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Time-Resolved Investigation of Coherently Controlled Electric Currents at a Metal Surface

currentscheme

The animation illustrates the optical generation of electric current pulses as short as 50 femtoseconds (1 femtosecond (fs) = 10-15 s) and their time-resolved detection with photoelectron spectroscopy. Ultrashort, phase-locked laser pulses (drawn in yellow and blue) generate an electron current at a metal surface whose direction and magnitude is controlled by the relative phase ΔΦ between the corresponding oscillating light fields. The excited electrons that carry the current are emitted from the sample by a third laser pulse (drawn in red) via the photoelectric effect. The current is monitored by directly measuring the velocity distribution of the charge carriers. The electrons typically travel at a speed of 1 Å/fs or 100 km/s parallel to the surface. In the animation most of the electrons excited with ΔΦ= 90° initially move to the right. Due to scattering processes with defects the velocity distribution of the electrons gets symmetric on the femtosecond time scale and the current decays. In the experiment, this ultrafast decay is time-resolved by applying a pump-probe scheme. For that purpose, the sequence of current generation and detection is repeated with different time delays between the excitation and photoemission pulses. The simplified illustration shows the equivalent measurement of one-time excitation and continuous probing.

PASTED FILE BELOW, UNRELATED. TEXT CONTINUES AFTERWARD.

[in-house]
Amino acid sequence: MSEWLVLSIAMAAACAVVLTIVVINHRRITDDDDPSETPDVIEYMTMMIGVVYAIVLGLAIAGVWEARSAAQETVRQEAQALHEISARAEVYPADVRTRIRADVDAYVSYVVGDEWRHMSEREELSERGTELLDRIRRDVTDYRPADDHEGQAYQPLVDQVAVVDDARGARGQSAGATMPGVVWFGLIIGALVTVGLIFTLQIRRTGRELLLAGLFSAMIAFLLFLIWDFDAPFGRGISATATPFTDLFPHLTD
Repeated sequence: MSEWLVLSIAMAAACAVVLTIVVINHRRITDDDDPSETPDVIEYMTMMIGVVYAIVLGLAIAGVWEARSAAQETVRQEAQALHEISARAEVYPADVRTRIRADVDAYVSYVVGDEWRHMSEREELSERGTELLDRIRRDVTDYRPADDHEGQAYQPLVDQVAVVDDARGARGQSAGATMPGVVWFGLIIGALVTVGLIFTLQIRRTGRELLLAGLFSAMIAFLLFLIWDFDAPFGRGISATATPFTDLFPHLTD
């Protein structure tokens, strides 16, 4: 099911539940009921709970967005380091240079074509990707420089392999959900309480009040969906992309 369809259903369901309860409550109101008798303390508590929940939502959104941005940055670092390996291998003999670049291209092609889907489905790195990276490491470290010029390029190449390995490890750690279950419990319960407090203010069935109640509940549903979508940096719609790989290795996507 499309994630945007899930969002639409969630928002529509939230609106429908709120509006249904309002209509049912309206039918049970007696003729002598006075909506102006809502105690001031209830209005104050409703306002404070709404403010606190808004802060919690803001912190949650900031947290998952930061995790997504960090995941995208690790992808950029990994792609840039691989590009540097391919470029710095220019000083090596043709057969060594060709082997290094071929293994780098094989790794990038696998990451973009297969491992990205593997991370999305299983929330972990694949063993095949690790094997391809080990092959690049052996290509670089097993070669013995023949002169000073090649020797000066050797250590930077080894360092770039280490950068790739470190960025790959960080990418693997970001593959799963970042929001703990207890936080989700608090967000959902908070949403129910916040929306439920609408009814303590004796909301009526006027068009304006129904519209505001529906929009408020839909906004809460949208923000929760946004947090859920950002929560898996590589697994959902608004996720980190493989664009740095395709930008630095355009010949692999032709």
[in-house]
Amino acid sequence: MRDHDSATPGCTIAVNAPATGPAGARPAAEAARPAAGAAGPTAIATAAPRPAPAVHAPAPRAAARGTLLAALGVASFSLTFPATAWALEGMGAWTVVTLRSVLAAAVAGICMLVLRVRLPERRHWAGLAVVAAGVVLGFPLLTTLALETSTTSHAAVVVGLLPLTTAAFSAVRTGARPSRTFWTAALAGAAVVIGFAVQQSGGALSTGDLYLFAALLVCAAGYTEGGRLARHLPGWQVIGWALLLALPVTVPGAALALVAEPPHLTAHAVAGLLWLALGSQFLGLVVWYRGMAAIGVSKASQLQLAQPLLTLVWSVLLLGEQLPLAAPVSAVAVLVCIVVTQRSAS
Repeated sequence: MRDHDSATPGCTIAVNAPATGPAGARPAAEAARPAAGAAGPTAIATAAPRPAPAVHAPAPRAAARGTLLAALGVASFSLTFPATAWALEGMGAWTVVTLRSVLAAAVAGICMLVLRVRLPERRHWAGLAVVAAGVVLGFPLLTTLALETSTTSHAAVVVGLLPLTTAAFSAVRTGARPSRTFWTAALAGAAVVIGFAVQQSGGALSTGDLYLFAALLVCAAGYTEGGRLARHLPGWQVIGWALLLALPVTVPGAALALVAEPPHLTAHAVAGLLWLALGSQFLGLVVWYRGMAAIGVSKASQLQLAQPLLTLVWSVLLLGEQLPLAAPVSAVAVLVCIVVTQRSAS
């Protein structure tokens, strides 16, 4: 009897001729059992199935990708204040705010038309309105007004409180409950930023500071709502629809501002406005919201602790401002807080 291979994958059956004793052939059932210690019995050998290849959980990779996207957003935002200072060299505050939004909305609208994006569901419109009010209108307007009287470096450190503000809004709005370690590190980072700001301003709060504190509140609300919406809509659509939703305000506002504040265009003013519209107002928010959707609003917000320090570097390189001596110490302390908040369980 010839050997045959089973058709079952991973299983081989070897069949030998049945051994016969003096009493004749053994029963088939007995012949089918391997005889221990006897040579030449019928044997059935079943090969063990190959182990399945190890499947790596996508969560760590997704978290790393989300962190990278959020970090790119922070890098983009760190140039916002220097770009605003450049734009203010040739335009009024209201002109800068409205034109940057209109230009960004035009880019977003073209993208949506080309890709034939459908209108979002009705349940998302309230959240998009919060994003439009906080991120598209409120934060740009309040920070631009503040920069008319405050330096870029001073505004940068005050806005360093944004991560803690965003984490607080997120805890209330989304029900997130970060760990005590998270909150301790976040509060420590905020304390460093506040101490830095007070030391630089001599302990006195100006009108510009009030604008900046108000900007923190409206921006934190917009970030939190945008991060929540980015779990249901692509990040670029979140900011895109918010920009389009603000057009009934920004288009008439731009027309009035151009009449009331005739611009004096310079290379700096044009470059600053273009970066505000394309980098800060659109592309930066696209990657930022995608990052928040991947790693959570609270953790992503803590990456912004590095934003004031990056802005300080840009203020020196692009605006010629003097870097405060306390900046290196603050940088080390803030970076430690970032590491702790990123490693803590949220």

Reference

J. Güdde, M. Rohleder, T. Meier, S.W. Koch, U. Höfer,
Time-Resolved investigation of coherently controlled electric currents at a metal surface,
Science 318, 1287 (2007)


Zuletzt aktualisiert: 27.05.2015 · armbrusn

 
 
 
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